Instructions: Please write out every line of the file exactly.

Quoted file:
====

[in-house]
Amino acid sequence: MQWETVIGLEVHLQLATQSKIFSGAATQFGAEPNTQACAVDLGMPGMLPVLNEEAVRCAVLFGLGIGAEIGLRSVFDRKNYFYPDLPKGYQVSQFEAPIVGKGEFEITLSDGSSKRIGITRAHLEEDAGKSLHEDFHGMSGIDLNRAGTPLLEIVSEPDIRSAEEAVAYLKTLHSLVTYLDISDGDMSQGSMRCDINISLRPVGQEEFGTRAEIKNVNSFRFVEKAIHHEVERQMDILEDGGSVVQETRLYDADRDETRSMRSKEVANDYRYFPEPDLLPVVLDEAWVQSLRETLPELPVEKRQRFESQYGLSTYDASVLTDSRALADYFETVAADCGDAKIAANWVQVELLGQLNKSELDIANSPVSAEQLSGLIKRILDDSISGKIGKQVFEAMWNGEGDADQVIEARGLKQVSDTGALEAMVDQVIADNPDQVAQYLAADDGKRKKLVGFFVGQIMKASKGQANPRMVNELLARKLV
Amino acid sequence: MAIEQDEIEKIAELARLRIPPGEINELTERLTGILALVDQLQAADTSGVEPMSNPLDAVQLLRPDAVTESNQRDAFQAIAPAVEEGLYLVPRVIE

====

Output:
[in-house]
Amino acid sequence: MQWETVIGLEVHLQLATQSKIFSGAATQFGAEPNTQACAVDLGMPGMLPVLNEEAVRCAVLFGLGIGAEIGLRSVFDRKNYFYPDLPKGYQVSQFEAPIVGKGEFEITLSDGSSKRIGITRAHLEEDAGKSLHEDFHGMSGIDLNRAGTPLLEIVSEPDIRSAEEAVAYLKTLHSLVTYLDISDGDMSQGSMRCDINISLRPVGQEEFGTRAEIKNVNSFRFVEKAIHHEVERQMDILEDGGSVVQETRLYDADRDETRSMRSKEVANDYRYFPEPDLLPVVLDEAWVQSLRETLPELPVEKRQRFESQYGLSTYDASVLTDSRALADYFETVAADCGDAKIAANWVQVELLGQLNKSELDIANSPVSAEQLSGLIKRILDDSISGKIGKQVFEAMWNGEGDADQVIEARGLKQVSDTGALEAMVDQVIADNPDQVAQYLAADDGKRKKLVGFFVGQIMKASKGQANPRMVNELLARKLV
Amino acid sequence: MAIEQDEIEKIAELARLRIPPGEINELTERLTGILALVDQLQAADTSGVEPMSNPLDAVQLLRPDAVTESNQRDAFQAIAPAVEEGLYLVPRVIE